Thursday, February 14, 2019

The Civil War And Its Ending Of Slavery :: Slavery Essays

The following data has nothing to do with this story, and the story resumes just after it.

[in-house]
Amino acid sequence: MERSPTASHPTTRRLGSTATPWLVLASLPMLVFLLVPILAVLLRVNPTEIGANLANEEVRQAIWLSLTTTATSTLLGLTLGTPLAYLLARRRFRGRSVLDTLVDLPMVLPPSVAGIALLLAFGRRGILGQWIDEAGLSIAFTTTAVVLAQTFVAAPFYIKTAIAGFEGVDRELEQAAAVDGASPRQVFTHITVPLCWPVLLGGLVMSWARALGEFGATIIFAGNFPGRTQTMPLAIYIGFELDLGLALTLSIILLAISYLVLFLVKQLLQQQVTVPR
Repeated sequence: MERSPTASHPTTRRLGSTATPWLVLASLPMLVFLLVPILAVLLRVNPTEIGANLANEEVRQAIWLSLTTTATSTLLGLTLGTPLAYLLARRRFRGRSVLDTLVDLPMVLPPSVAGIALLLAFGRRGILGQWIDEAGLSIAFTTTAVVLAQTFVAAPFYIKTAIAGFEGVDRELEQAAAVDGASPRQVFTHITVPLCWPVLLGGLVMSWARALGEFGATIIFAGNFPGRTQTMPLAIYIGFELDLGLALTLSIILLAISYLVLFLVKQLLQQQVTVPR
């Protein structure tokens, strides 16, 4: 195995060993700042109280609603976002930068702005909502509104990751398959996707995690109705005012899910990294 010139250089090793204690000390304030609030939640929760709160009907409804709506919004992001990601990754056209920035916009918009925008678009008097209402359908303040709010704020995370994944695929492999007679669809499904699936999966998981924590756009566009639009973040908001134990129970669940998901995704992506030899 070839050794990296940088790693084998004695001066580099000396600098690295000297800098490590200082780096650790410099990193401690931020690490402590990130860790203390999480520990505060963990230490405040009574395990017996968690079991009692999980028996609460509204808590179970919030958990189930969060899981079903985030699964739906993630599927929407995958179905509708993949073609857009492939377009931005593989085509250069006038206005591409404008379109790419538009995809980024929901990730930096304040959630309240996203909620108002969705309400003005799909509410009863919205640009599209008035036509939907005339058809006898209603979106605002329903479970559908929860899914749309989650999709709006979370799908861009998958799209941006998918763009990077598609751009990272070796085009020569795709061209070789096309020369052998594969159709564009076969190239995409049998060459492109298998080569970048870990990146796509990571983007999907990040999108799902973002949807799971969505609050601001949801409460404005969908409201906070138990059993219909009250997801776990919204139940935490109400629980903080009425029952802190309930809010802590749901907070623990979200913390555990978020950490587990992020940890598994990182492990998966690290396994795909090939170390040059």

The Civil War and Its Ending of SlaveryThis paper is somewhat the civil war and about how it ended break ones backry with theemancipation proclomation. I will also talk abou the physical loses of the war.The South, all overwhelmingly agricultural, produced cash crops such(prenominal) ascotton,tobacco and sugarcane for export to the northeasterly or to Europe, but it depended onthe North for manufactures and for the financial and commercial servicesessential to trade. Slaves were the largest single enthronization in the South, andthe fear of slave unrest ensured the loyalty of nonslaveholders to the economicand cordial system.To maintain peace between the Southern and Northern supporters in the parliamentary and Whig parties, political leaders tried to avoid the slaveryquestion. But with ontogenesis opposition in the North to the extension of slaveryinto the bracing territories, turning away of the wages became increasingly difficult.The minute agree of 1820 temporarily s ettled the issue by establishingthe 36 30 parallel as the line separating free and slave territory in theLouisiana Purchase. Conflict resumed, however, when the United States boundarieswere extended wolfram to the Pacific. The Compromise Measures of 1850 providedfor the admission of California as a free nominate and the organization of two newterritoriesUtah and New Mexicofrom the balance of the visit acquired in theMexican War. The principle of popular sovereignty would be apply there,permitting the territorial legislatures to decide the status of slavery whenthey applied for statehood.Despite the Compromise of 1850, conflict persisted. The South had become aminority section, and its leaders viewed the actions of the U.S. Congress, overwhich they had lost control, with growing concern. The Northeast demanded forits industrial growth a preservative tariff, federal subsidies for shipping andinternal improvements, and a sound banking and currency system. The nor-westlooked to Con gress for free homesteads and federal aid for its roads andwaterways. The South, however, regarded such measures as discriminatory,favoring Northern commercial interests, and it found the rise of antislaveryagitation in the North intolerable. Many free states, for example, passedpersonal liberty laws in an effort to call on the carpet enforcement of the FugitiveSlave Act .The increasing frequency with which "free soilers," politicians who arguedthat no more slave states should be admitted to the Union, won elective officein the North also worried Southerners. The issue of slavery expansion erupted once again in 1854, when Senator Stephen A. Douglas of Illinois pushed throughCongress a bill establishing two new territories -Kansas and Nebraska -andapplying to both the principle of popular sovereignty. The Kansas-Nebraska Act,by voiding the Missouri Compromise, produced a wave of protest in the North,

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